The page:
a statue of mark twain

“Truth is stranger than fiction, but it is because Fiction is obliged to stick to possibilities; Truth isn’t.”  

– Mark Twain, Following the Equator: A Journey Around the World

Mark Twain, born Samuel Langhorne Clemens, certainly knew how to pen fiction full of possibilities. After all, who has not heard of the Adventures of Huckleberry Finn? For over a century now, Twain’s books have been an integral part of our reading list. They have not lost their relevance with time. His worldview and wry humor can be emulated by very few even today. Mark Twain is rightfully deemed to be the Father of American Literature. After all, his commentary on society, politics, and religion coupled with his humor and real-life experiences gave his work a special edge. Twain never shied away from discussing the issues America faced at the time like racism, class barriers, and educational challenges, among many.

Over his life, Mark Twain has penned a number of significant novels of which the Adventures of Tom Sawyer and the Adventures of Huckleberry Finn are the most famous. Let us have a look at some of his other extraordinary novels.

The Celebrated Jumping Frog of Calaveras County 

Year of Publication: 1865

The Celebrated Jumping Frog of Calaveras County is the book that first brought popularity to Mark Twain. The short novella centers around a conversation that the narrator has with a man who loves to hear the sound of his own voice. He keeps on droning about one story or another without letting the narrator get a word in. The narrator finds himself stuck with the storyteller till he finds himself listening to yet another seemingly pointless story about a jumping frog. First published as Jim Smiley and His Jumping Frog, The Celebrated Jumping Frog of Calaveras County is short yet unputdownable.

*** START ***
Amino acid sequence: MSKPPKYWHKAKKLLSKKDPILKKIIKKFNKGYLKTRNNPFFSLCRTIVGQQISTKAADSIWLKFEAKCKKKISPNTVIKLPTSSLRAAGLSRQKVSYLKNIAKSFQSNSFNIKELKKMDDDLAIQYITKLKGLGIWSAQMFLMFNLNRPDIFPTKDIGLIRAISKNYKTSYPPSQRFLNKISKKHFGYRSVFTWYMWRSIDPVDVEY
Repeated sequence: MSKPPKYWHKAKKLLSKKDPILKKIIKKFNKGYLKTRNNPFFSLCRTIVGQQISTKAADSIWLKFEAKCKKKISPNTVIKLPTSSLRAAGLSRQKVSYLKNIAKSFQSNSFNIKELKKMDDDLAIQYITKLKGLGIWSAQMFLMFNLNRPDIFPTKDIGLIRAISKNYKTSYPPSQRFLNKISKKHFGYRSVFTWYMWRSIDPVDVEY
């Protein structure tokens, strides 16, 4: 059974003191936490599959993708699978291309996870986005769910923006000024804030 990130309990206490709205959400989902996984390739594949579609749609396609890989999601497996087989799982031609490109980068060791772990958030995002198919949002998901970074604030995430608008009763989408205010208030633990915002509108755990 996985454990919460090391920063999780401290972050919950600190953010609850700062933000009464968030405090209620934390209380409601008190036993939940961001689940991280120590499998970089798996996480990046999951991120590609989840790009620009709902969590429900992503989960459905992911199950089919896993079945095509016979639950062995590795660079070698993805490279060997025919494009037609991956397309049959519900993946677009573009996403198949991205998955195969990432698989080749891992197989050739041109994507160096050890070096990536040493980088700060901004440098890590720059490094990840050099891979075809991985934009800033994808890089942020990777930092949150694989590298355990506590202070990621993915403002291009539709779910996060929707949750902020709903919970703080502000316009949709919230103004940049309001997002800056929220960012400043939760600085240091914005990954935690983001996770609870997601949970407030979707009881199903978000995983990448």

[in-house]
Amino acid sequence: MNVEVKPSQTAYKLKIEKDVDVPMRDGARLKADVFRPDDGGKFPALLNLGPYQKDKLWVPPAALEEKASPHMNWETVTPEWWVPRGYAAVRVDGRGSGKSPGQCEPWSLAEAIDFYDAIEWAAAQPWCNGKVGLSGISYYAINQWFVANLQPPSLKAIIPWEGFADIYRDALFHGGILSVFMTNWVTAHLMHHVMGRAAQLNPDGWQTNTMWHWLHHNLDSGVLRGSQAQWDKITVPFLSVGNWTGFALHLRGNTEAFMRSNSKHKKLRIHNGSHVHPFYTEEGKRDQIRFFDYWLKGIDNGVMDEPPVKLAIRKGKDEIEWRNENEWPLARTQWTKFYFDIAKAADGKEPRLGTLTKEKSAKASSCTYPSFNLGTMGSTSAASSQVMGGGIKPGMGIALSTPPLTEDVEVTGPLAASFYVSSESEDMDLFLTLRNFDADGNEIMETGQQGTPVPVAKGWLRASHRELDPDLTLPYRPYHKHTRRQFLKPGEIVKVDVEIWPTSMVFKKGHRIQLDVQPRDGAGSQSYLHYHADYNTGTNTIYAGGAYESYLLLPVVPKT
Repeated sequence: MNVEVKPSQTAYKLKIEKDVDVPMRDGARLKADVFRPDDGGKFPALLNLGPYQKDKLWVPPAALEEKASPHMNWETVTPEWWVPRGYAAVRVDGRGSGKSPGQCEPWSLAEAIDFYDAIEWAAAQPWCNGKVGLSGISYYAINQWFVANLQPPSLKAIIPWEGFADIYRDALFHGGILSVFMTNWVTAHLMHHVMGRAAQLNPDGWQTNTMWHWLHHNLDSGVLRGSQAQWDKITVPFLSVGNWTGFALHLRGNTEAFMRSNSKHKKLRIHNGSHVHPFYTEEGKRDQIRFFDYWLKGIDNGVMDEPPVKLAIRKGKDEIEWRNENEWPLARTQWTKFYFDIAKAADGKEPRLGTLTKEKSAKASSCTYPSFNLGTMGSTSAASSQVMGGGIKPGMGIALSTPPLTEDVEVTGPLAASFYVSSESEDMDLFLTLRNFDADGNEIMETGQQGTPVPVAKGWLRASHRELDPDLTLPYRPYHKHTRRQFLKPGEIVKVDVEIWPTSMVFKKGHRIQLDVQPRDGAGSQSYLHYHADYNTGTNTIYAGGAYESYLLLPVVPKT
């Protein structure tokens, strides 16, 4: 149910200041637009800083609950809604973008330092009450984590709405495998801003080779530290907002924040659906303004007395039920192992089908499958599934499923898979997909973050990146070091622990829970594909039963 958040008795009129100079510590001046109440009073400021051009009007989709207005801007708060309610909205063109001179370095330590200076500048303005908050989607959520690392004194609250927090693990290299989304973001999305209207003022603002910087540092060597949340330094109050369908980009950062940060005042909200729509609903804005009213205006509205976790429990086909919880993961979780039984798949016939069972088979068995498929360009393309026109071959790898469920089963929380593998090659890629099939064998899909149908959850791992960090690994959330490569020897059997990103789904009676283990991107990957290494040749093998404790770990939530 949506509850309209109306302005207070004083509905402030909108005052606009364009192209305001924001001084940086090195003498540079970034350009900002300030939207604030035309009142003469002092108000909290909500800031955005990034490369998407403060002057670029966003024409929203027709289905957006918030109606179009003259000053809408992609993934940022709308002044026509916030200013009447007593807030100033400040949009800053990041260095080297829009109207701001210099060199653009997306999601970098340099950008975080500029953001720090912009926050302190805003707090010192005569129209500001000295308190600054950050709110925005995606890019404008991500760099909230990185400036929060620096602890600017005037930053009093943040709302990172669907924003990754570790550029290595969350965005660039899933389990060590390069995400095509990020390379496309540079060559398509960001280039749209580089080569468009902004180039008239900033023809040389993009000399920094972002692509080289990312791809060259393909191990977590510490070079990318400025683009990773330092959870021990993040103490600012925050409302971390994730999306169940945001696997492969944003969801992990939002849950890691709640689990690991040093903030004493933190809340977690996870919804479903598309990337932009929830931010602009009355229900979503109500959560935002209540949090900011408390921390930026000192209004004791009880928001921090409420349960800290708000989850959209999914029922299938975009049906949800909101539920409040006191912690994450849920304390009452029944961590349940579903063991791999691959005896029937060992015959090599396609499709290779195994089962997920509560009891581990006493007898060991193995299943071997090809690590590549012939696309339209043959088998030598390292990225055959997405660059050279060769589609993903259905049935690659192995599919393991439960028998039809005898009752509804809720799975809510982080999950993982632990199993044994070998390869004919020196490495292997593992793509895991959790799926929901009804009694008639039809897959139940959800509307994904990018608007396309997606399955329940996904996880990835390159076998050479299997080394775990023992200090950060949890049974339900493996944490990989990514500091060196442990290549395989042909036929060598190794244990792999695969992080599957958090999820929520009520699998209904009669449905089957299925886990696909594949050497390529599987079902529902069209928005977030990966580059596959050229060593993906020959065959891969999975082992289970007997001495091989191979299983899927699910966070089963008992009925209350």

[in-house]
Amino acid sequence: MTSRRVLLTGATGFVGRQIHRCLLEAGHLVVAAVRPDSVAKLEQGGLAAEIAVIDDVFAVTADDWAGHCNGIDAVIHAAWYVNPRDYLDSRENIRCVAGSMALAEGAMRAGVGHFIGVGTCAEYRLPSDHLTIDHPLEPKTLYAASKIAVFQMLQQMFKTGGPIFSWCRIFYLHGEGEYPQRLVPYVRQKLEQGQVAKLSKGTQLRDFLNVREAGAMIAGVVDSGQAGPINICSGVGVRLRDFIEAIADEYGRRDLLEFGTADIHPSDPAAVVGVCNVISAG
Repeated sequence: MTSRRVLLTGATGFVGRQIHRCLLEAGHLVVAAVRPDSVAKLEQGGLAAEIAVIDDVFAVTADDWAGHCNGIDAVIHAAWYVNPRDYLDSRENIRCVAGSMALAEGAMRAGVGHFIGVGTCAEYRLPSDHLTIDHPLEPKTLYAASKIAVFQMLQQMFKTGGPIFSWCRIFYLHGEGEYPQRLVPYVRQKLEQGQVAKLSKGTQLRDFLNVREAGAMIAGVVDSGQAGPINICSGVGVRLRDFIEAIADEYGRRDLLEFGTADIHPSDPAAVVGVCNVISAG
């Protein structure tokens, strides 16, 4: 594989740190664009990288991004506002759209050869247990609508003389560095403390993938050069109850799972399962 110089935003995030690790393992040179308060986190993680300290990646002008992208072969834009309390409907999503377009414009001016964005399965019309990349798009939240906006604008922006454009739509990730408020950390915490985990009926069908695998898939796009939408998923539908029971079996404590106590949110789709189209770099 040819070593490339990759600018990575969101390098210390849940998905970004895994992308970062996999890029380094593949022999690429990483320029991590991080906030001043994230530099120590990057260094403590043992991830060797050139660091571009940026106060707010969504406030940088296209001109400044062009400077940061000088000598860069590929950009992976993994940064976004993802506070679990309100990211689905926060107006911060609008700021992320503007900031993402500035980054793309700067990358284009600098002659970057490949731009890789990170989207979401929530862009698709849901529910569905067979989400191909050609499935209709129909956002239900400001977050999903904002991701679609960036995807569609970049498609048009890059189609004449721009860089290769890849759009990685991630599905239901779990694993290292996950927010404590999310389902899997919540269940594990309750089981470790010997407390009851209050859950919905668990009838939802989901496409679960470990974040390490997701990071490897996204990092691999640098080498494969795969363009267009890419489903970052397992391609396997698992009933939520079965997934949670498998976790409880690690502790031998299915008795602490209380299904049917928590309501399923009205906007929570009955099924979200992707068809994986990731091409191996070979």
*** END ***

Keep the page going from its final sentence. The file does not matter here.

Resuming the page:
The Prince and the Pauper

Year of Publication: 1882

Published in 1882, The Prince and the Pauper is a historical classic novel. It chronicles the tale of Tom Canty, a poor urchin, and Prince Edward, the Crown Prince of England. When the two boys switch places, they see life from a different angle, thanks to their changed social circumstances. Set in Tudor Era England, the book satirical book masterfully tackles themes of identity, social strata, and of course empathy.

A Connecticut Yankee in King Arthur’s Court

Year of Publication: 1889

With A Connecticut Yankee in King Arthur’s Court, Mark Twain brings to us a humorous story of time travel. In this satire, Hank Morgan, a modern 19th century engineer, finds himself teleported to King Arthur’s court in 528 AD. The Connecticut Yankee soon makes his place by King Arthur’s side as the court magician. He attempts to use his knowledge of history and modern technology to improve conditions. His antics land him in hot water with the Catholic Church. Underneath its fun demeanor, A Connecticut Yankee in King Arthur’s Court is a witty commentary on medieval life that cautions us from romanticizing the past.

Pudd’nhead Wilson

Year of Publication: 1894

Pudd’nhead Wilson is one of the most compelling stories penned by Mark Twain. Set in a small town in Missouri, the book revolves around two boys who were switched at birth. Roxy, a slave woman, replaces her master’s child with her own to give him a better shot at life. Soon, their worlds collide. In Pudd’nhead Wilson, Twain strongly advocates against slavery and brings forth the injustices of the class system. He also supports women’s rights. All this is done through a tale that is both dramatic and witty.